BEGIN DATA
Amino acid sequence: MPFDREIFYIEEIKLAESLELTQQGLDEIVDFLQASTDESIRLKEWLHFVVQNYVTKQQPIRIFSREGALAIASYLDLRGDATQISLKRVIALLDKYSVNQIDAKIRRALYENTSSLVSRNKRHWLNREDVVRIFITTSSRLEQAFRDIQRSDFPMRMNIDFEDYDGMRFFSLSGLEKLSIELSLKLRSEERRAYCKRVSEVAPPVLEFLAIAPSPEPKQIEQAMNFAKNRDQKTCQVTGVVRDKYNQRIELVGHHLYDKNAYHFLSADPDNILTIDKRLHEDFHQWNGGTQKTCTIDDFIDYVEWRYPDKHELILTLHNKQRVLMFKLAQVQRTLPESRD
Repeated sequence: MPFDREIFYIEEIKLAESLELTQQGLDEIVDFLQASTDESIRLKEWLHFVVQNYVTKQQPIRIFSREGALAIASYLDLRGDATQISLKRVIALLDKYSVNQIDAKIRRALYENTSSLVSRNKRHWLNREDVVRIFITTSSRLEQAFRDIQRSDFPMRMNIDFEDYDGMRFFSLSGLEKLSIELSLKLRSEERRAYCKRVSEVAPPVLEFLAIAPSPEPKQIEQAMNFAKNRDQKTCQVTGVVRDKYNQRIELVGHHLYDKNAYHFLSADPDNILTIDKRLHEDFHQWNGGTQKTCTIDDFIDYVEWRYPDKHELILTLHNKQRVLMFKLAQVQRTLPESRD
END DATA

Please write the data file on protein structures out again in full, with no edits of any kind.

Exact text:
Amino acid sequence: MPFDREIFYIEEIKLAESLELTQQGLDEIVDFLQASTDESIRLKEWLHFVVQNYVTKQQPIRIFSREGALAIASYLDLRGDATQISLKRVIALLDKYSVNQIDAKIRRALYENTSSLVSRNKRHWLNREDVVRIFITTSSRLEQAFRDIQRSDFPMRMNIDFEDYDGMRFFSLSGLEKLSIELSLKLRSEERRAYCKRVSEVAPPVLEFLAIAPSPEPKQIEQAMNFAKNRDQKTCQVTGVVRDKYNQRIELVGHHLYDKNAYHFLSADPDNILTIDKRLHEDFHQWNGGTQKTCTIDDFIDYVEWRYPDKHELILTLHNKQRVLMFKLAQVQRTLPESRD
Repeated sequence: MPFDREIFYIEEIKLAESLELTQQGLDEIVDFLQASTDESIRLKEWLHFVVQNYVTKQQPIRIFSREGALAIASYLDLRGDATQISLKRVIALLDKYSVNQIDAKIRRALYENTSSLVSRNKRHWLNREDVVRIFITTSSRLEQAFRDIQRSDFPMRMNIDFEDYDGMRFFSLSGLEKLSIELSLKLRSEERRAYCKRVSEVAPPVLEFLAIAPSPEPKQIEQAMNFAKNRDQKTCQVTGVVRDKYNQRIELVGHHLYDKNAYHFLSADPDNILTIDKRLHEDFHQWNGGTQKTCTIDDFIDYVEWRYPDKHELILTLHNKQRVLMFKLAQVQRTLPESRD